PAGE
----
NBC's Bob Greenblatt Talks Netflix Mega-Deals, Comcast-Fox Play and 'This Is Us'

Art Streiber/NBC
Bob Greenblatt

"For the right people, we would have to be in that game," Bob Greenblatt told the Banff World Media Festival after big TV creator pay days for Greg Berlanti, Shonda Rhimes and Ryan Murphy.

For those who finds themselves going through a lot of tissues watching popular NBC shows like This Is Us or World of Dance, blame NBC Entertainment chairman Bob Greenblatt.

The network's primetime cry-fest is down to Greenblatt, as he tells it, taking the American TV network from fourth to first by keeping TV audiences on the edge of their seats watching new shows that break rules and find new creative voices. "It's really the only way you end up with a Dexter or This Is Us, something that's completely new and inspiring," he told the Banff World Media Festival during a keynote address.

"There's so many things to watch, movies and television shows, that you have to keep surprising the audience. You can do it in gimmicky ways — hopefully this isn't gimmicky, and comes from a real place — but this show will continue to surprise," Greenblatt added about This Is Us, the emotional family drama headed to its third season.

But Greenblatt and fellow network TV bosses are seeing their own eyes water up over a fast-changing business increasingly driven by time-shifted viewing, digital revenue and nine-figure overall deals for prolific TV creators like Greg Berlanti, Shonda Rhimes and Ryan Murphy.

"We all know Netflix is out to own the universe, and so they will make these deals, and Greg, Shonda and Ryan are three of the greatest success stories we've had in the business," the exec observed. But is Greenblatt prepared to offer a fat extension deal to Dick Wolf or another NBC TV creator to keep them at his studio?

"Dick Wolf has made nine figures at our network," Greenblatt joked, before admitting that NBC, after all, might have to pay big dollars to prolific producers to keep them on side. "For the right people, we would have to be in that game," he said.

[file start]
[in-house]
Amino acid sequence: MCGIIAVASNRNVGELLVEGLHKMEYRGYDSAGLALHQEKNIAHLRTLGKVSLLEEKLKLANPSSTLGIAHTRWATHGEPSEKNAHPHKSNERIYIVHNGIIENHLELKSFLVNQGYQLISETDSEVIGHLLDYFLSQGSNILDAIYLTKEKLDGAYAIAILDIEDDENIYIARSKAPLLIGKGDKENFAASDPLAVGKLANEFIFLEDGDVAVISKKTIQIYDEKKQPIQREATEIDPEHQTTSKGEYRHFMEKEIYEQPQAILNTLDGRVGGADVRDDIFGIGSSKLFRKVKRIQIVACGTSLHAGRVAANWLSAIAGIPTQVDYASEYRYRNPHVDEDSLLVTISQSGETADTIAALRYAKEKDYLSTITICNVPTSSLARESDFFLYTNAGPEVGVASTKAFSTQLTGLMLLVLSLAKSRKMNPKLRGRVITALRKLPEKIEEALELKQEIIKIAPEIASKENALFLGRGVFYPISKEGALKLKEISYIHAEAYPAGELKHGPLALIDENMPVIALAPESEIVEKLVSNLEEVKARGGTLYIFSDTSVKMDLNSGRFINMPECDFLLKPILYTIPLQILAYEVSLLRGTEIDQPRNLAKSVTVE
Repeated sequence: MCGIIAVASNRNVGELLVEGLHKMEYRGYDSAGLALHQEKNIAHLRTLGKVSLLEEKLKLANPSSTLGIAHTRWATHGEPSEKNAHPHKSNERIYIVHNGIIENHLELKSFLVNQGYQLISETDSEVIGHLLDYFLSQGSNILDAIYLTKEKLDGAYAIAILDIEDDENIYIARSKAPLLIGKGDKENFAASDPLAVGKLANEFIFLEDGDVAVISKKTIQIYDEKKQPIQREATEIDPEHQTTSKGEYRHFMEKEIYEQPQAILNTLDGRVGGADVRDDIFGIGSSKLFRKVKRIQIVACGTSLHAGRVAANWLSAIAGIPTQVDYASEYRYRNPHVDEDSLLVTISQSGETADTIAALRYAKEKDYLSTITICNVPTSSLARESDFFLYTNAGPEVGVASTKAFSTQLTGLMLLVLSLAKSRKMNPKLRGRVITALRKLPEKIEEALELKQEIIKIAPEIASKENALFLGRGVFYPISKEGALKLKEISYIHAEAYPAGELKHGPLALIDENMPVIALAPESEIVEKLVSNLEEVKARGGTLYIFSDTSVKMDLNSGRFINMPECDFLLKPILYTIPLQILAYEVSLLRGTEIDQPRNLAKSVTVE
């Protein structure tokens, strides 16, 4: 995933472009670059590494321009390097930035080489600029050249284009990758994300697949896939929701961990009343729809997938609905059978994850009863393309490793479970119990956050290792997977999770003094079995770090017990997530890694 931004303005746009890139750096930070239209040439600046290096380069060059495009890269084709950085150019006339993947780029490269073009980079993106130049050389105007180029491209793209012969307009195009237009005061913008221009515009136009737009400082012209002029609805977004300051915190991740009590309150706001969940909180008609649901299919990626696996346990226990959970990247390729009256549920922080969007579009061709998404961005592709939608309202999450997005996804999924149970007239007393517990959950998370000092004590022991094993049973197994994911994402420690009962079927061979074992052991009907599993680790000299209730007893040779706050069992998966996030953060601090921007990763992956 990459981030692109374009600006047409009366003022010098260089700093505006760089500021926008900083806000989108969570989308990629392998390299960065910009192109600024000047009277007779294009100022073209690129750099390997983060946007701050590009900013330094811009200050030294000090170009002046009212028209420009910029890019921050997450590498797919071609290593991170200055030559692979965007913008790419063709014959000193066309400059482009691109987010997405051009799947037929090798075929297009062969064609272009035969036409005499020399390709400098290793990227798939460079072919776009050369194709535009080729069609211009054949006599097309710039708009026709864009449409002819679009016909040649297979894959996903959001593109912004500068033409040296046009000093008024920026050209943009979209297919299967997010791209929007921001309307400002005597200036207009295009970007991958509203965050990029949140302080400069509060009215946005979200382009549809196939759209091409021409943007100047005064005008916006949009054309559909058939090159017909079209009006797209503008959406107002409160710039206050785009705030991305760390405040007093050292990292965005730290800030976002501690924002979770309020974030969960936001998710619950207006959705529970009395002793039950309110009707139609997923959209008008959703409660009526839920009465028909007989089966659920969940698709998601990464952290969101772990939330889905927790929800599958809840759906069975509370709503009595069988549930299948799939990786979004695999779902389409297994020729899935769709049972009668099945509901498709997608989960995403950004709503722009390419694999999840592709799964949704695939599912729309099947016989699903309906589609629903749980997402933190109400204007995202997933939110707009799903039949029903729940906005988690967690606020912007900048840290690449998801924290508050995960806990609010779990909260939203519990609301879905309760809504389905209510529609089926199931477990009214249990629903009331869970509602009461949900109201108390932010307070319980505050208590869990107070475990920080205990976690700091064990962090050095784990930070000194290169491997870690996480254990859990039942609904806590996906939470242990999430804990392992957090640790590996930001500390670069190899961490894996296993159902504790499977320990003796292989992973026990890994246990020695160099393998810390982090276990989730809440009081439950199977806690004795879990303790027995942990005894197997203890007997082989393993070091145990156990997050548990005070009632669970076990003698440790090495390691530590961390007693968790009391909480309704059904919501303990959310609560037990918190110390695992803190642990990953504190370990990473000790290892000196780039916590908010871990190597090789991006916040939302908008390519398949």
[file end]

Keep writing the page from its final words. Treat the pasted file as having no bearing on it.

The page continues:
NBC will also look at deals for money-hungry producers one by one. "I'm sure at a certain point we'll have to be ultra-competitive. But I'm not sure our business will depend on having some of those two or three big [producer] deals," Greenblatt insisted.

The NBC Entertainment boss also discussed current industry consolidation, which may include NBCUniversal parent Comcast and its potential $31 billion deal for European pay TV giant Sky, and an even bigger anticipated play for 21st Century Fox assets to secure international reach and revenue abroad. "Whether Fox comes into the ecosystem, or Sky, we'll be one of the three or four biggest media companies in the world," Greenblatt said.

But NBCUniversal, however it plays its hand against Disney for Fox, will still be smaller than emerging internet titans. "Now there are digital companies that are even bigger than our company. So we're competing not only with ourselves and each other in the media space, but with Apple, Google and Netflix. So it's really important to have an enormous scale and an international reach. That's exactly what Comcast is going through, and Disney and AT&T and Time Warner," Greenblatt said.

The Banff World Media Festival continues through Wednesday.